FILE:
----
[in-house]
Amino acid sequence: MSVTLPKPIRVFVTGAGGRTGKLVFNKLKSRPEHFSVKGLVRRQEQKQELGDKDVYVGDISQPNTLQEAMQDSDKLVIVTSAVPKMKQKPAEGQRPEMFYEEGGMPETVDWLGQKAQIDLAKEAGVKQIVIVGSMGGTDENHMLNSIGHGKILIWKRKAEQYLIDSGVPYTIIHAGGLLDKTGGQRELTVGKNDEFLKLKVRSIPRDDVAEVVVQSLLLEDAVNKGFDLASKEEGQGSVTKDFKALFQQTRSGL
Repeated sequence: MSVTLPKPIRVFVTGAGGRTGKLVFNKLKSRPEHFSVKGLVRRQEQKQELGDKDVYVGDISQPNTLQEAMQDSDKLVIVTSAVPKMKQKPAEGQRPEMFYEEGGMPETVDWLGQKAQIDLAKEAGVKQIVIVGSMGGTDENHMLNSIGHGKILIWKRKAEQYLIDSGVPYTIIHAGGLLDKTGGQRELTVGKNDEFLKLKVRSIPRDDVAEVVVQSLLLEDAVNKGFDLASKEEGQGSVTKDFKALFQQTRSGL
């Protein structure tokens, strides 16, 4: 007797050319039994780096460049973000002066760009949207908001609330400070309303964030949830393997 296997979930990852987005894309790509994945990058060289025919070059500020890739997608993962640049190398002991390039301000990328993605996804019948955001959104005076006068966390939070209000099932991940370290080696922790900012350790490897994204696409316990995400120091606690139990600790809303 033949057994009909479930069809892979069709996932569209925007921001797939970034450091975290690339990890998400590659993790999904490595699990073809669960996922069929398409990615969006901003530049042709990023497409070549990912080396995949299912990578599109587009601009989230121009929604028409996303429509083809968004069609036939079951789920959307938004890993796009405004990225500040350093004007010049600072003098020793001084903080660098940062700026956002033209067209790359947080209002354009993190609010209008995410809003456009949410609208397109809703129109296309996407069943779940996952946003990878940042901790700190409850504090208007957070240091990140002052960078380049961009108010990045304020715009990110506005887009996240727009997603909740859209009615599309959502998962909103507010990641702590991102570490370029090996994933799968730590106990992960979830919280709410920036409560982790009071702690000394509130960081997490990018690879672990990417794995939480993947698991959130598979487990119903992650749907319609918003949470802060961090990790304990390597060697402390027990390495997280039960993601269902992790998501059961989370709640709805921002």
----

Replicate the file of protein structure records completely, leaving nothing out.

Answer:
[in-house]
Amino acid sequence: MSVTLPKPIRVFVTGAGGRTGKLVFNKLKSRPEHFSVKGLVRRQEQKQELGDKDVYVGDISQPNTLQEAMQDSDKLVIVTSAVPKMKQKPAEGQRPEMFYEEGGMPETVDWLGQKAQIDLAKEAGVKQIVIVGSMGGTDENHMLNSIGHGKILIWKRKAEQYLIDSGVPYTIIHAGGLLDKTGGQRELTVGKNDEFLKLKVRSIPRDDVAEVVVQSLLLEDAVNKGFDLASKEEGQGSVTKDFKALFQQTRSGL
Repeated sequence: MSVTLPKPIRVFVTGAGGRTGKLVFNKLKSRPEHFSVKGLVRRQEQKQELGDKDVYVGDISQPNTLQEAMQDSDKLVIVTSAVPKMKQKPAEGQRPEMFYEEGGMPETVDWLGQKAQIDLAKEAGVKQIVIVGSMGGTDENHMLNSIGHGKILIWKRKAEQYLIDSGVPYTIIHAGGLLDKTGGQRELTVGKNDEFLKLKVRSIPRDDVAEVVVQSLLLEDAVNKGFDLASKEEGQGSVTKDFKALFQQTRSGL
């Protein structure tokens, strides 16, 4: 007797050319039994780096460049973000002066760009949207908001609330400070309303964030949830393997 296997979930990852987005894309790509994945990058060289025919070059500020890739997608993962640049190398002991390039301000990328993605996804019948955001959104005076006068966390939070209000099932991940370290080696922790900012350790490897994204696409316990995400120091606690139990600790809303 033949057994009909479930069809892979069709996932569209925007921001797939970034450091975290690339990890998400590659993790999904490595699990073809669960996922069929398409990615969006901003530049042709990023497409070549990912080396995949299912990578599109587009601009989230121009929604028409996303429509083809968004069609036939079951789920959307938004890993796009405004990225500040350093004007010049600072003098020793001084903080660098940062700026956002033209067209790359947080209002354009993190609010209008995410809003456009949410609208397109809703129109296309996407069943779940996952946003990878940042901790700190409850504090208007957070240091990140002052960078380049961009108010990045304020715009990110506005887009996240727009997603909740859209009615599309959502998962909103507010990641702590991102570490370029090996994933799968730590106990992960979830919280709410920036409560982790009071702690000394509130960081997490990018690879672990990417794995939480993947698991959130598979487990119903992650749907319609918003949470802060961090990790304990390597060697402390027990390495997280039960993601269902992790998501059961989370709640709805921002």